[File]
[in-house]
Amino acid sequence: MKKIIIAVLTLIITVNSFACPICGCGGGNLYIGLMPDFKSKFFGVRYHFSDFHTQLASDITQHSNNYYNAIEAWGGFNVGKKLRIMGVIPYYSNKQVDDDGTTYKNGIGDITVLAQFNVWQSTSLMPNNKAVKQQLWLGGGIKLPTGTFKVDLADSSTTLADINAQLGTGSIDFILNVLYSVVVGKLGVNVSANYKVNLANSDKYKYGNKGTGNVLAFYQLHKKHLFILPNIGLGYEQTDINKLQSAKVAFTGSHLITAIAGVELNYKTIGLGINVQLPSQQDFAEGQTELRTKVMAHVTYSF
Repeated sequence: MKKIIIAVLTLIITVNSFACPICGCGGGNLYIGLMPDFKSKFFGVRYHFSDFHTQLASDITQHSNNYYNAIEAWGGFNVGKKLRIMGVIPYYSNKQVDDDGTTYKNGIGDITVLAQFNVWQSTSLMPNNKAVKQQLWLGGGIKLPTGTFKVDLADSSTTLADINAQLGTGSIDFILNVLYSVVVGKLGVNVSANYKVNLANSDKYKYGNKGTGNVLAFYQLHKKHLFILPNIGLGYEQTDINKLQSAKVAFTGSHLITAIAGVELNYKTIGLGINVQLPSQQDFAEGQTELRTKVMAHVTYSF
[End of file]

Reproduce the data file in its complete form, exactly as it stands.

[in-house]
Amino acid sequence: MKKIIIAVLTLIITVNSFACPICGCGGGNLYIGLMPDFKSKFFGVRYHFSDFHTQLASDITQHSNNYYNAIEAWGGFNVGKKLRIMGVIPYYSNKQVDDDGTTYKNGIGDITVLAQFNVWQSTSLMPNNKAVKQQLWLGGGIKLPTGTFKVDLADSSTTLADINAQLGTGSIDFILNVLYSVVVGKLGVNVSANYKVNLANSDKYKYGNKGTGNVLAFYQLHKKHLFILPNIGLGYEQTDINKLQSAKVAFTGSHLITAIAGVELNYKTIGLGINVQLPSQQDFAEGQTELRTKVMAHVTYSF
Repeated sequence: MKKIIIAVLTLIITVNSFACPICGCGGGNLYIGLMPDFKSKFFGVRYHFSDFHTQLASDITQHSNNYYNAIEAWGGFNVGKKLRIMGVIPYYSNKQVDDDGTTYKNGIGDITVLAQFNVWQSTSLMPNNKAVKQQLWLGGGIKLPTGTFKVDLADSSTTLADINAQLGTGSIDFILNVLYSVVVGKLGVNVSANYKVNLANSDKYKYGNKGTGNVLAFYQLHKKHLFILPNIGLGYEQTDINKLQSAKVAFTGSHLITAIAGVELNYKTIGLGINVQLPSQQDFAEGQTELRTKVMAHVTYSF